Now, the first, the grandest, and most decisive act of judgment which the Statesman and General exercises is rightly to understand in this respect the War in which he engages, not to take it for something, or to wish to make of it something, which by the nature of its relations it is impossible for it to be. This is, therefore, the first, the most comprehensive, of all strategical questions. We shall enter into this more fully in treating of the plan of a War.
For the present we content ourselves with having brought the subject up to this point, and having thereby fixed the chief point of view from which War and its theory are to be studied.
28. Result for theory.
War is, therefore, not only chameleon-like in character, because it changes its colour in some degree in each particular case, but it is also, as a whole, in relation to the predominant tendencies which are in it, a wonderful trinity, composed of the original violence of its elements, hatred and animosity, which may be looked upon as blind instinct; of the play of probabilities and chance, which make it a free activity of the soul; and of the subordinate nature of a political instrument, by which it belongs purely to the reason.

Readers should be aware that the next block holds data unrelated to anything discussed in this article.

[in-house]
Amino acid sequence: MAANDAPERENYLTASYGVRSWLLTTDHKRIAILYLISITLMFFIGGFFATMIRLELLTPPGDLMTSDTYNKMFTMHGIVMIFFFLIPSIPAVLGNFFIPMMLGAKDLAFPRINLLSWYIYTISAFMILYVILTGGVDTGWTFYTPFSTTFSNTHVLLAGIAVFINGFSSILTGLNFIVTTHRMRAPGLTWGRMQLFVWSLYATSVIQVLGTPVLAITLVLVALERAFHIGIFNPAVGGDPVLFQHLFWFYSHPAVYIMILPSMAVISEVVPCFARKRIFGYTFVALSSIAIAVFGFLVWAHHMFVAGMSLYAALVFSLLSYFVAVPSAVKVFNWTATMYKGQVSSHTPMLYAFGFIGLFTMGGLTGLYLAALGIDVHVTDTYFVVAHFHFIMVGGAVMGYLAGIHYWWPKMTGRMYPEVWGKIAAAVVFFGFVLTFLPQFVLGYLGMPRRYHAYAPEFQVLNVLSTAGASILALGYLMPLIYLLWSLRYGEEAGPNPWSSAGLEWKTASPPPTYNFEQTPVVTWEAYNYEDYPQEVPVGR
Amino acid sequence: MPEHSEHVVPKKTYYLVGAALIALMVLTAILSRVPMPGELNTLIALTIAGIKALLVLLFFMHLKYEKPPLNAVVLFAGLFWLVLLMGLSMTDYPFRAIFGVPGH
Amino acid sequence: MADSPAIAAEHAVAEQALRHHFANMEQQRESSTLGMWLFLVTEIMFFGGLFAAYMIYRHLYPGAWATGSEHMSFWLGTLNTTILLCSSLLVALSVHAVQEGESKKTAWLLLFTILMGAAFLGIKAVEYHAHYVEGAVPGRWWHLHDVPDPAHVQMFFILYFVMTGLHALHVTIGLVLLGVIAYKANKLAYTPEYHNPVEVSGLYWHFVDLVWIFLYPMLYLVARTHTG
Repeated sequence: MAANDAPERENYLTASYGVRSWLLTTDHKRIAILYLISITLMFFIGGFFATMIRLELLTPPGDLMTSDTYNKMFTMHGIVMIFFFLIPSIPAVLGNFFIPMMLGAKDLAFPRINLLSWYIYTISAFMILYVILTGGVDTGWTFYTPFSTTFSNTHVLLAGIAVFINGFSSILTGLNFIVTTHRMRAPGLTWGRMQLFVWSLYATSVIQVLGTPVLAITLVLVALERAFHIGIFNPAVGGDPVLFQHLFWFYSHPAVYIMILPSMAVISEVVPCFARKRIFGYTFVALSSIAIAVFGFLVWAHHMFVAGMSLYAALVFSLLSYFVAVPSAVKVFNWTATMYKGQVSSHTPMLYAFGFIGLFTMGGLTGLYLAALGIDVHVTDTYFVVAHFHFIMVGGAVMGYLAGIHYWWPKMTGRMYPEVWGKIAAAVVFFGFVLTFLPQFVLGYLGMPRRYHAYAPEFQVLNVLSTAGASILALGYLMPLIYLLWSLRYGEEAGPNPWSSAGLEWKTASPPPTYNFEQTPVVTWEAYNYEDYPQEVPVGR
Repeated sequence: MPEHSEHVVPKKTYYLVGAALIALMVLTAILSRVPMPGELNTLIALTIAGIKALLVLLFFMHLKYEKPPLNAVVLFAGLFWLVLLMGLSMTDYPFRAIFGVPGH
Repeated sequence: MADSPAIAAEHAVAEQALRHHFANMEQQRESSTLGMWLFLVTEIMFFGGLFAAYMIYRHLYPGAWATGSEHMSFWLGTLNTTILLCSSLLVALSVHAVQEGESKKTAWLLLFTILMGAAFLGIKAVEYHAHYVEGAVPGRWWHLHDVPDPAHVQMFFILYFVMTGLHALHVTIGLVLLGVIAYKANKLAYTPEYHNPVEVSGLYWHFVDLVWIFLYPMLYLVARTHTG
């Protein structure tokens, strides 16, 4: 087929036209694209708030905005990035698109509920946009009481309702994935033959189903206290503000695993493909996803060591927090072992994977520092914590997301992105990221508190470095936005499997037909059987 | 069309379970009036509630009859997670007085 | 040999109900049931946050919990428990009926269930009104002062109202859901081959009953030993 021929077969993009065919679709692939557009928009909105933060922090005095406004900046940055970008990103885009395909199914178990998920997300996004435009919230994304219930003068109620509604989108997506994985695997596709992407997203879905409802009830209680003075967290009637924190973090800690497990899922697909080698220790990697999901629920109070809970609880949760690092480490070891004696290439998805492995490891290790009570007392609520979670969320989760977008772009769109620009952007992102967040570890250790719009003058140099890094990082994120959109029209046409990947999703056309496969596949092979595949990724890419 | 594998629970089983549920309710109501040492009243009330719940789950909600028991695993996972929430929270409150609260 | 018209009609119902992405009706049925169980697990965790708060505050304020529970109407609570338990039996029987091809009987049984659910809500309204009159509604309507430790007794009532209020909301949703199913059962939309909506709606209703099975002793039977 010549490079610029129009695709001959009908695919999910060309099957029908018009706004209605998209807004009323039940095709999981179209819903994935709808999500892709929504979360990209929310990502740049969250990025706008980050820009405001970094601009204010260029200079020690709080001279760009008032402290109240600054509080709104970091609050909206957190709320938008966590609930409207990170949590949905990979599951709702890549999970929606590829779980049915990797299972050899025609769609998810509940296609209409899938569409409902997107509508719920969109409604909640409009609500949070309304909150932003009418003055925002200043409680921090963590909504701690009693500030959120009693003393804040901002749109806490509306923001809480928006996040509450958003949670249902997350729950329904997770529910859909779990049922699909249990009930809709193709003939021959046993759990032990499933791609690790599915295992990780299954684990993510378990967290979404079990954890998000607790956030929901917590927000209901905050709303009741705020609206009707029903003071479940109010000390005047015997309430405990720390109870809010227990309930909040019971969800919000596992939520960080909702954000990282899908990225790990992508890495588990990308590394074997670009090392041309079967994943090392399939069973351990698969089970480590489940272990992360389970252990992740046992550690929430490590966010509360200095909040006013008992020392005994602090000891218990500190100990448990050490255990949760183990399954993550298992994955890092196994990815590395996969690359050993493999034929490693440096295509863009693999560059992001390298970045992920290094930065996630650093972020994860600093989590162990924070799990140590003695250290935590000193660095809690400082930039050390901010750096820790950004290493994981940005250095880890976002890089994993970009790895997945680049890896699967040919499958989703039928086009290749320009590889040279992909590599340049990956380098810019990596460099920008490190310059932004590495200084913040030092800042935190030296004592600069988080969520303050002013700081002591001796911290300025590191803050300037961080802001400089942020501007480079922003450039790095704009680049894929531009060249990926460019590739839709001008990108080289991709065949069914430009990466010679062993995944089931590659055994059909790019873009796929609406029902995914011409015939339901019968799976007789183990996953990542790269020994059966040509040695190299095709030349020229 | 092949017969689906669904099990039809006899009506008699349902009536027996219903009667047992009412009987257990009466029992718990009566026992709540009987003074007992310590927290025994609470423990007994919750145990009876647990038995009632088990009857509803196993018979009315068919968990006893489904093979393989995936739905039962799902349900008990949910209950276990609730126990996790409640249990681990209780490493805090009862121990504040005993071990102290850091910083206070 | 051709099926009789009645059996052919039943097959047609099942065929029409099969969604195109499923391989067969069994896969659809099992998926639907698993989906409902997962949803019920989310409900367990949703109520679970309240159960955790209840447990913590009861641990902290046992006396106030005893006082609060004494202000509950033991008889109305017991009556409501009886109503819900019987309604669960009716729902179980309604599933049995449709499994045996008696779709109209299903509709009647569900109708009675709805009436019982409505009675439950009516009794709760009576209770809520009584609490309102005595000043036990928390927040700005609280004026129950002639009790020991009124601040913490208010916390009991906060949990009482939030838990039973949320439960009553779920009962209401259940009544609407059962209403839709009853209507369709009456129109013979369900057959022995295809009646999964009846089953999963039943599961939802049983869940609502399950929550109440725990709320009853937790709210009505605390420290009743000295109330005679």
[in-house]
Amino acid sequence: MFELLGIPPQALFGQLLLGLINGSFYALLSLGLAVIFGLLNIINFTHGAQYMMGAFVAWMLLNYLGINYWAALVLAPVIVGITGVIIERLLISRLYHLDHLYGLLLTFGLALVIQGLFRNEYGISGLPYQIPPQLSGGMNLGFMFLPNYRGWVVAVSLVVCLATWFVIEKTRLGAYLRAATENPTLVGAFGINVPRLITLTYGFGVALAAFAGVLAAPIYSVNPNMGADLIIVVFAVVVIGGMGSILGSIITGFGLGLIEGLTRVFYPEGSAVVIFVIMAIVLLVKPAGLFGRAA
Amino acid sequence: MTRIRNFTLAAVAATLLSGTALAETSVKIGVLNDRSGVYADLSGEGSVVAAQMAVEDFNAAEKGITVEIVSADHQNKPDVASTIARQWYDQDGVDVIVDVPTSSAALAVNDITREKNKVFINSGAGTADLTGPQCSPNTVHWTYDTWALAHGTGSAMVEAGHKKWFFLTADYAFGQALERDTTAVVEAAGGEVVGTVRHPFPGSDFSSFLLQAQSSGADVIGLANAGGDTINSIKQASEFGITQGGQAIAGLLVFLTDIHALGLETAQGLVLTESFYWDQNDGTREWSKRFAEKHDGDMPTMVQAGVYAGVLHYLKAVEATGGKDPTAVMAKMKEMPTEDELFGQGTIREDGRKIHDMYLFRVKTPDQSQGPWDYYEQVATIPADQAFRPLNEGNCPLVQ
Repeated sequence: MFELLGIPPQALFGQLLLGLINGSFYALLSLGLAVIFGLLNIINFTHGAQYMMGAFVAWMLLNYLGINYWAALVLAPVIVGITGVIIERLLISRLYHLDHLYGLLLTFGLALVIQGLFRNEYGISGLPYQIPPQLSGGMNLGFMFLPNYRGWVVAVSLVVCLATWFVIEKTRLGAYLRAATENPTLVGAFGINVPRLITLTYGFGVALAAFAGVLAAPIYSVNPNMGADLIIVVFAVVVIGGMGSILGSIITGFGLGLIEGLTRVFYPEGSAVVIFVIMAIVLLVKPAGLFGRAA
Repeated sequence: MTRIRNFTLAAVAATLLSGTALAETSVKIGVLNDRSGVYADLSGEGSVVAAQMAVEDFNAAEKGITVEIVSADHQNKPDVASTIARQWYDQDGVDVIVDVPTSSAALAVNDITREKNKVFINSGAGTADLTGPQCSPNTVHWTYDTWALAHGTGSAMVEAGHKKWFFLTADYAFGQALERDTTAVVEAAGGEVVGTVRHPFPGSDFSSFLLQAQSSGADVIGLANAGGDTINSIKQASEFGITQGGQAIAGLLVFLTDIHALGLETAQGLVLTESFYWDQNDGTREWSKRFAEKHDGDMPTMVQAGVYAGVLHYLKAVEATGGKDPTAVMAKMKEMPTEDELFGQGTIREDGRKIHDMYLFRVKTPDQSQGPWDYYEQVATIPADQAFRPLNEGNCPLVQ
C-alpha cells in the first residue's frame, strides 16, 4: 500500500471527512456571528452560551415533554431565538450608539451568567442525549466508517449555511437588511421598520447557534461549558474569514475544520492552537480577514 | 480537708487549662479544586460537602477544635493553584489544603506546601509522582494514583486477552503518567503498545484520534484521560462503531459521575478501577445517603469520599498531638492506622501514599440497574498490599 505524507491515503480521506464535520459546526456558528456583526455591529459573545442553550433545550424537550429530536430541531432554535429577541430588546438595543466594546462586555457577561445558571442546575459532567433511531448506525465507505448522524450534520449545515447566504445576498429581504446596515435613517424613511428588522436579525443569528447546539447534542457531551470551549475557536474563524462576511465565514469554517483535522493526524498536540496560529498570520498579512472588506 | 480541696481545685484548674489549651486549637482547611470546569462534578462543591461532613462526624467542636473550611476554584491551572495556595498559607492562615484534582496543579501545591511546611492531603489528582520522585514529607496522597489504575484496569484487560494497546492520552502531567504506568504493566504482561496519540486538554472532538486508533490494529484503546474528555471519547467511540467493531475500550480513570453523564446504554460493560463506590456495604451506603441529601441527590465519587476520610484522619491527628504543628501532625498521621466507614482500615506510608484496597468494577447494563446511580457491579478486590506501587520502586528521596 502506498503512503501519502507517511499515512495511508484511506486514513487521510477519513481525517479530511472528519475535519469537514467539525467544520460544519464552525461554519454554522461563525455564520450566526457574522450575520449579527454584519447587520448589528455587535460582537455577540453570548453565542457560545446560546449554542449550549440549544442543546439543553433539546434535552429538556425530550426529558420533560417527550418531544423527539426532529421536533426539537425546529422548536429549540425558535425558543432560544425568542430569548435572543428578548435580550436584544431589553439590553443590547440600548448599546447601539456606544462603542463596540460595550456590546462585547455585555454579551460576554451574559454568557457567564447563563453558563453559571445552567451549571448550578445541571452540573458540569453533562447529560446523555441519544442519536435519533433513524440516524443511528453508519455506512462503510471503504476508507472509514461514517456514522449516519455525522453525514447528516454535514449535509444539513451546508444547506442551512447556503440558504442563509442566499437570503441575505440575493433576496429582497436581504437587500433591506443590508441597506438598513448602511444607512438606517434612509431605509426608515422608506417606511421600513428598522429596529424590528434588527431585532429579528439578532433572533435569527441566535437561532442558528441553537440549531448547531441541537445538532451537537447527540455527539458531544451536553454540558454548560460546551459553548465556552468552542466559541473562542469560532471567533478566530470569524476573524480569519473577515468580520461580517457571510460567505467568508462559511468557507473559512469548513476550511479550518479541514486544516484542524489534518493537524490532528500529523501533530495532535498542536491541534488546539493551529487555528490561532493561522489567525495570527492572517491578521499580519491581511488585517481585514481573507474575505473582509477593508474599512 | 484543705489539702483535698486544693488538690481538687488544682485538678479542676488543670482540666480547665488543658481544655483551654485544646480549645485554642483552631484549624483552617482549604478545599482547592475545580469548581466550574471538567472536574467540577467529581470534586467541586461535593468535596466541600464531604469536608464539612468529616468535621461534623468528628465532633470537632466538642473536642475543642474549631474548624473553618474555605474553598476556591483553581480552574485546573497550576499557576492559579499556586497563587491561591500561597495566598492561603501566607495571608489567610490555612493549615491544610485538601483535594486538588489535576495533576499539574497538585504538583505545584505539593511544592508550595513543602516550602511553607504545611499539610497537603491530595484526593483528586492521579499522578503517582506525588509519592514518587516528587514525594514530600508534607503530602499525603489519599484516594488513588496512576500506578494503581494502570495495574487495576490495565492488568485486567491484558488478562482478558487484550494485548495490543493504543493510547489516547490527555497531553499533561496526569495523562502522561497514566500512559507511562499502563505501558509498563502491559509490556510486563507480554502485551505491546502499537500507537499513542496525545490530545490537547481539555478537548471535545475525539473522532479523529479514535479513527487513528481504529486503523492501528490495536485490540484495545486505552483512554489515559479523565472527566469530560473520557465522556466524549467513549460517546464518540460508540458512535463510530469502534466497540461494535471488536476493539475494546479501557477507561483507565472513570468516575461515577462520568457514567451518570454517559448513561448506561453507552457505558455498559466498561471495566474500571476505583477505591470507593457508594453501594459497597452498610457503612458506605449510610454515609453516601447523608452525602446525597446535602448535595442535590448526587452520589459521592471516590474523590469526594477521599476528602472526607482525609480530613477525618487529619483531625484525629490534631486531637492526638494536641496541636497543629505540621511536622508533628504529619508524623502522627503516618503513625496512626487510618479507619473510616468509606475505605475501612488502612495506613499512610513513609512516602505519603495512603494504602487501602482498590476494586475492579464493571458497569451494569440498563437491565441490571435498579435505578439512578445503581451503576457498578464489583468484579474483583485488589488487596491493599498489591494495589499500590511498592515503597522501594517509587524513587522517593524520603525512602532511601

The first of these three phases concerns more the people the second, more the General and his Army; the third, more the Government. The passions which break forth in War must already have a latent existence in the peoples. The range which the display of courage and talents shall get in the realm of probabilities and of chance depends on the particular characteristics of the General and his Army, but the political objects belong to the Government alone.
These three tendencies, which appear like so many different law-givers, are deeply rooted in the nature of the subject, and at the same time variable in degree. A theory which would leave any one of them out of account, or set up any arbitrary relation between them, would immediately become involved in such a contradiction with the reality, that it might be regarded as destroyed at once by that alone.
The problem is, therefore, that theory shall keep itself poised in a manner between these three tendencies, as between three points of attraction.
The way in which alone this difficult problem can be solved we shall examine in the book on the “Theory of War.” In every case the conception of War, as here defined, will be the first ray of light which shows us the true foundation of theory, and which first separates the great masses and allows us to distinguish them from one another.
Having in the foregoing chapter ascertained the complicated and variable nature of War, we shall now occupy ourselves in examining into the influence which this nature has upon the end and means in War.
If we ask, first of all, for the object upon which the whole effort of War is to be directed, in order that it may suffice for the attainment of the political object, we shall find that it is just as variable as are the political object and the particular circumstances of the War.